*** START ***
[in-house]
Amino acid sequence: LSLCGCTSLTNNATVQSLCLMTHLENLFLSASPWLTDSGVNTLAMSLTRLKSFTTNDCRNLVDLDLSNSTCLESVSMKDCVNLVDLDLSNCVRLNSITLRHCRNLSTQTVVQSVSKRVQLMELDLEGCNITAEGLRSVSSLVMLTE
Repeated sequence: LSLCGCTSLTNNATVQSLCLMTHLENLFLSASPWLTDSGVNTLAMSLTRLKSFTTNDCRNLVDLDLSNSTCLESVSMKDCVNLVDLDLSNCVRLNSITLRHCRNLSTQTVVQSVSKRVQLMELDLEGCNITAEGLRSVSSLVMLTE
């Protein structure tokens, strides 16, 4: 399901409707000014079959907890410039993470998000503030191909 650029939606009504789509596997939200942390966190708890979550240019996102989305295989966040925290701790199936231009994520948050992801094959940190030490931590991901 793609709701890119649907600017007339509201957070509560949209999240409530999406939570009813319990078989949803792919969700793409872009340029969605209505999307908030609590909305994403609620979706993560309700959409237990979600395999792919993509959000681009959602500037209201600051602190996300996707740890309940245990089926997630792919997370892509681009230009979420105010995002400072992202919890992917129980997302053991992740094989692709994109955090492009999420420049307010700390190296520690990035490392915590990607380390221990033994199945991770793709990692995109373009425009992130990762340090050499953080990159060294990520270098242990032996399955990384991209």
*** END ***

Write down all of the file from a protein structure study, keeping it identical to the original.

[in-house]
Amino acid sequence: LSLCGCTSLTNNATVQSLCLMTHLENLFLSASPWLTDSGVNTLAMSLTRLKSFTTNDCRNLVDLDLSNSTCLESVSMKDCVNLVDLDLSNCVRLNSITLRHCRNLSTQTVVQSVSKRVQLMELDLEGCNITAEGLRSVSSLVMLTE
Repeated sequence: LSLCGCTSLTNNATVQSLCLMTHLENLFLSASPWLTDSGVNTLAMSLTRLKSFTTNDCRNLVDLDLSNSTCLESVSMKDCVNLVDLDLSNCVRLNSITLRHCRNLSTQTVVQSVSKRVQLMELDLEGCNITAEGLRSVSSLVMLTE
């Protein structure tokens, strides 16, 4: 399901409707000014079959907890410039993470998000503030191909 650029939606009504789509596997939200942390966190708890979550240019996102989305295989966040925290701790199936231009994520948050992801094959940190030490931590991901 793609709701890119649907600017007339509201957070509560949209999240409530999406939570009813319990078989949803792919969700793409872009340029969605209505999307908030609590909305994403609620979706993560309700959409237990979600395999792919993509959000681009959602500037209201600051602190996300996707740890309940245990089926997630792919997370892509681009230009979420105010995002400072992202919890992917129980997302053991992740094989692709994109955090492009999420420049307010700390190296520690990035490392915590990607380390221990033994199945991770793709990692995109373009425009992130990762340090050499953080990159060294990520270098242990032996399955990384991209």